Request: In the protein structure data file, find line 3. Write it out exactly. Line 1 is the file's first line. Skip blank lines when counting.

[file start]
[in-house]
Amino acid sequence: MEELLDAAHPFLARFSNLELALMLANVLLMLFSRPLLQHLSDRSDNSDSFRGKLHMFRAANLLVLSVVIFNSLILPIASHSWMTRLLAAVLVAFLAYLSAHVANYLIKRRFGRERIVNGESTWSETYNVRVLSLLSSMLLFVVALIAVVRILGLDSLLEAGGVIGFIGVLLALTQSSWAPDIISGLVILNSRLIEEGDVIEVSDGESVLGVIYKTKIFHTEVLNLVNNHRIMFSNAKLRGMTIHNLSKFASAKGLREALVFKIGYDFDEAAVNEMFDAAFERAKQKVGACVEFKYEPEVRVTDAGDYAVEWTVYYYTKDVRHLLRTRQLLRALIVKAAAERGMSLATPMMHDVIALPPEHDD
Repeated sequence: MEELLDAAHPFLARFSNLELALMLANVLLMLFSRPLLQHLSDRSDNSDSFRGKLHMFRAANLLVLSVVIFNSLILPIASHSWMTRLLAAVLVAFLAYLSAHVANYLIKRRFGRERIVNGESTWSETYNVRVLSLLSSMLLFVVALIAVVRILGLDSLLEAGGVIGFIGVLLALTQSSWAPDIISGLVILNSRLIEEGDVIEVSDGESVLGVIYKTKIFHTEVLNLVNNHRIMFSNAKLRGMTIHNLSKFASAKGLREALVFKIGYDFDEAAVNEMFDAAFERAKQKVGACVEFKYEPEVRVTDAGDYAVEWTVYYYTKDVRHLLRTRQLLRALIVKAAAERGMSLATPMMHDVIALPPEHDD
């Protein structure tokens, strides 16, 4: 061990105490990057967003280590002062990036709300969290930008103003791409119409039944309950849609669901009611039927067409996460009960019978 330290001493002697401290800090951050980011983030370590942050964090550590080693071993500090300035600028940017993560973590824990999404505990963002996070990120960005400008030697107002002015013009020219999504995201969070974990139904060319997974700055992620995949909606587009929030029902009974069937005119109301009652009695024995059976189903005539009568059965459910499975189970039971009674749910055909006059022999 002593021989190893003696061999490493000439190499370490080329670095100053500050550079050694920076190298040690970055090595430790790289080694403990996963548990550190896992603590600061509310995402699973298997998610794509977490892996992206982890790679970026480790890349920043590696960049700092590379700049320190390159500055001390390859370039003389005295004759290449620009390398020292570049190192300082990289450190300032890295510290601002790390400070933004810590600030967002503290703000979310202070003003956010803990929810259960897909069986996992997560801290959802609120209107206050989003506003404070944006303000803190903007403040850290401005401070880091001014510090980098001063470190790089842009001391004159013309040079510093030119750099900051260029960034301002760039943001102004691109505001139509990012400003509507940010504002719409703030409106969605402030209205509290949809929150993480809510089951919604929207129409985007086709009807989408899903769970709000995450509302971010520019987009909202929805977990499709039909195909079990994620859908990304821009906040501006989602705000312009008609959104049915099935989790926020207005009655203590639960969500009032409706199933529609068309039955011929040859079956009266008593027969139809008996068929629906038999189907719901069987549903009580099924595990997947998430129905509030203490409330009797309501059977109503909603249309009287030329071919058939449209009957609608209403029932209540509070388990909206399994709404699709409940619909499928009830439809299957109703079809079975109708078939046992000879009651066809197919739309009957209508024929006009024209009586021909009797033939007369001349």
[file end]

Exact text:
Repeated sequence: MEELLDAAHPFLARFSNLELALMLANVLLMLFSRPLLQHLSDRSDNSDSFRGKLHMFRAANLLVLSVVIFNSLILPIASHSWMTRLLAAVLVAFLAYLSAHVANYLIKRRFGRERIVNGESTWSETYNVRVLSLLSSMLLFVVALIAVVRILGLDSLLEAGGVIGFIGVLLALTQSSWAPDIISGLVILNSRLIEEGDVIEVSDGESVLGVIYKTKIFHTEVLNLVNNHRIMFSNAKLRGMTIHNLSKFASAKGLREALVFKIGYDFDEAAVNEMFDAAFERAKQKVGACVEFKYEPEVRVTDAGDYAVEWTVYYYTKDVRHLLRTRQLLRALIVKAAAERGMSLATPMMHDVIALPPEHDD